Published May 1, 2005.
Will a saucier make your risottos turn out better? Probably not. But it might make you turn them out more often.
The Cook's Illustrated test kitchen is divided fairly evenly into two distinct groups: Those who count sauciers among their most essential pans and those who never use them. The two noticeable characteristics of a saucier are a slightly wider mouth and rounded, flared sides—the latter designed expressly to accommodate wire whisks and to eliminate any distinct edge where a sauce might seek temporary "refuge" and overcook. Tasks for which the saucier camp reported reaching for this pan rather than a saucepan included preparations demanding constant stirring—custards, risottos, sauces—as well as those requiring poaching (especially fruit) and braising. One staffer praised the saucier for combining the best qualities of a saucepan and a skillet: "It's got depth and capacity but also width and easy interior access."
We'll cut to the chase. Except for one model, every pan performed every task brilliantly, including the test kitchen's favorite saucepan, which we included for comparison. Given that our trusty saucepan was among these good performers, these tests raised the question: Why purchase a saucier if you already have a good saucepan?
The quick (and honest) answer is that you don't have to, especially if you already have a large, high-quality saucepan. Sauciers have their advantages to be sure: easy access to the corners (thanks to the rounded bottom), slightly easier stirring, and an extra-wide mouth that allows for wider, lazier circles with the whisk. But these are not deal breakers when it comes to using a traditional saucepan. If you don't have the ideal saucepan, however, you might consider purchasing a saucier instead. The question is, which one?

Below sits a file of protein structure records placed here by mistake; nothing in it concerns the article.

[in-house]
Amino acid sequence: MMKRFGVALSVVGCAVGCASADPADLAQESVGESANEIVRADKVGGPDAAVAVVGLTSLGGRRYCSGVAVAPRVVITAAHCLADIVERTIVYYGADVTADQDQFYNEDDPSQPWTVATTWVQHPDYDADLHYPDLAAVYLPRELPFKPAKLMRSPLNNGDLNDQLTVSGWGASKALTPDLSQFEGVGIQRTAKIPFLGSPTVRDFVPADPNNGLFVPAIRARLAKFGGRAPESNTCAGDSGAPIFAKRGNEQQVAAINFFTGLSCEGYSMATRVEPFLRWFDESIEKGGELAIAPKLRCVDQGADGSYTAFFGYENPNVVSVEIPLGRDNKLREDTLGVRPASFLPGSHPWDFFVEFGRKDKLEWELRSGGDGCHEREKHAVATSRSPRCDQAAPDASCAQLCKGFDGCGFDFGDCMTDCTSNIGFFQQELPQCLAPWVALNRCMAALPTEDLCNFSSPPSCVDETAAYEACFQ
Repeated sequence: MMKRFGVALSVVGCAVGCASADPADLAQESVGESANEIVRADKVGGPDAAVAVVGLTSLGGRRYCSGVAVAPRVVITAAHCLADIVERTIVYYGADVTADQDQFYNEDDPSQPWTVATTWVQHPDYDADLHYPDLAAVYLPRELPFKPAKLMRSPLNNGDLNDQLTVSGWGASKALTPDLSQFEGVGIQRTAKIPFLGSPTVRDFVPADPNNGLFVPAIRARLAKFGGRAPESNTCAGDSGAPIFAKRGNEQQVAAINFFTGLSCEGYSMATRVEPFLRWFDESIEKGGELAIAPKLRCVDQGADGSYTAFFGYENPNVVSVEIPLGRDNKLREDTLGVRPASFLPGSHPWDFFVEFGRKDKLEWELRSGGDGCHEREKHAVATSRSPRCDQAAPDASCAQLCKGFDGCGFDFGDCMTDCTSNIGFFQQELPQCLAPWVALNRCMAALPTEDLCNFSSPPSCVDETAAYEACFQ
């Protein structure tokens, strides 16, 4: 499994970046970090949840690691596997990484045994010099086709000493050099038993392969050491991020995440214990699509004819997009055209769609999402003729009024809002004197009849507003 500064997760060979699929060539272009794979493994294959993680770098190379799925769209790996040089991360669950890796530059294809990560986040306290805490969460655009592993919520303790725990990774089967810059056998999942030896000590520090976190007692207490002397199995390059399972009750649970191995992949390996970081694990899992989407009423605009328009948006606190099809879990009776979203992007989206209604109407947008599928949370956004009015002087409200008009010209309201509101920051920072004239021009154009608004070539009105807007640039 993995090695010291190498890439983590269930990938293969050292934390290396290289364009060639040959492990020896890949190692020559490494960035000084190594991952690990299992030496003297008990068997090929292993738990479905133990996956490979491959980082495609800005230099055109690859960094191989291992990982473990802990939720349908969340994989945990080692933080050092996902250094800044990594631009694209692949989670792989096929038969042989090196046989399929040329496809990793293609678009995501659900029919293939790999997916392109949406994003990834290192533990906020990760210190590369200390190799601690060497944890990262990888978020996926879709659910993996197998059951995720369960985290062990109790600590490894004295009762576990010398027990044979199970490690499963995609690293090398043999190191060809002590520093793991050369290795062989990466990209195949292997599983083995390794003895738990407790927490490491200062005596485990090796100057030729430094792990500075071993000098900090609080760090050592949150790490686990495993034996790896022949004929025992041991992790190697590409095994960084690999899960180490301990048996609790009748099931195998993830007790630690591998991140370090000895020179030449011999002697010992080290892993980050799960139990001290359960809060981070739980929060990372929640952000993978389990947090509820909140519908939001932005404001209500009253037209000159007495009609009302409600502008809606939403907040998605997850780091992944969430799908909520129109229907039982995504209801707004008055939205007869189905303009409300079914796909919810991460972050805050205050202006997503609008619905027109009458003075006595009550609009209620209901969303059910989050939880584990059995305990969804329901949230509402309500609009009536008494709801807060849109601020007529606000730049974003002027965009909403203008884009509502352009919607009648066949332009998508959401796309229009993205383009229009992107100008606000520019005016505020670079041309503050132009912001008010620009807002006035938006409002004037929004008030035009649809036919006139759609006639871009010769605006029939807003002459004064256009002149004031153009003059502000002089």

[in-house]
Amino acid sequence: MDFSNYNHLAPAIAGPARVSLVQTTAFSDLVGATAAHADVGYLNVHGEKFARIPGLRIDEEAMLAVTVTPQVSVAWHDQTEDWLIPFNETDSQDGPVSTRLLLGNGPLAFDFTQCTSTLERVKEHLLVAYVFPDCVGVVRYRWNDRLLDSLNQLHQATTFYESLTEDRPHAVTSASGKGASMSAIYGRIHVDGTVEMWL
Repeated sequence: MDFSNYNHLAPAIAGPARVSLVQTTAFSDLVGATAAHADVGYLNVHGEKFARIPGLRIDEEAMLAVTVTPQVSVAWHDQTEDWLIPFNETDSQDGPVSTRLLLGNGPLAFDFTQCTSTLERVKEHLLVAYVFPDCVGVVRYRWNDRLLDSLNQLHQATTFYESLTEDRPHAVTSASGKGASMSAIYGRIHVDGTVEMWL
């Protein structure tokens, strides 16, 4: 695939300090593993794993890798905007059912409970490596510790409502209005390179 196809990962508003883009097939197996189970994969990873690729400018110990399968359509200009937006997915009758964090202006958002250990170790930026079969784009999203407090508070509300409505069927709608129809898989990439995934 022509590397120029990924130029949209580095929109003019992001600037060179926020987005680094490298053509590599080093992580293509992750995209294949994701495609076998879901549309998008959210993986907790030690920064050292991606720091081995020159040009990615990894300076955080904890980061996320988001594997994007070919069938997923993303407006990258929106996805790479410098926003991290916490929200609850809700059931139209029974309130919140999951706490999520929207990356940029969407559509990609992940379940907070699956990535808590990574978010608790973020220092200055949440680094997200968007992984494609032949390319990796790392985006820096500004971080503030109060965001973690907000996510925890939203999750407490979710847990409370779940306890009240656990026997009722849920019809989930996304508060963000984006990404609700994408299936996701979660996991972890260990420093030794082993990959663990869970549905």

After several weeks of stirring and studying, we developed some pretty clear preferences. First, we liked a lip around the edge to facilitate pouring. Second, the wider the pan, the easier and more luxuriant seemed the task at hand. These larger diameters allowed for loose, relaxed, forearm-powered rounds rather than tight circles directed mostly by the wrist—a notable difference between our saucepan and the best sauciers.
Less subjective than "luxuriant whisk feel" was the direct relationship between the width of the bottom of the pan and the amount of heat that wafted up its sides during cooking. The narrower pans, which covered a smaller area of the gas burner, allowed more heat to escape. And this residual heat proved uncomfortable after about 10 minutes of cooking—a legitimate concern when using a saucier, which is designed primarily for tasks that demand a cook's constant proximity to the pan.
We also preferred long, substantial handles: After 15 minutes on moderate heat, most pans were plagued by about 4 1/2 inches of unusable handle.
Finally, weight was also a significant factor. Cooking proceeded more evenly in the heavier pans, and their heft also gave us a greater sense of security at the stovetop.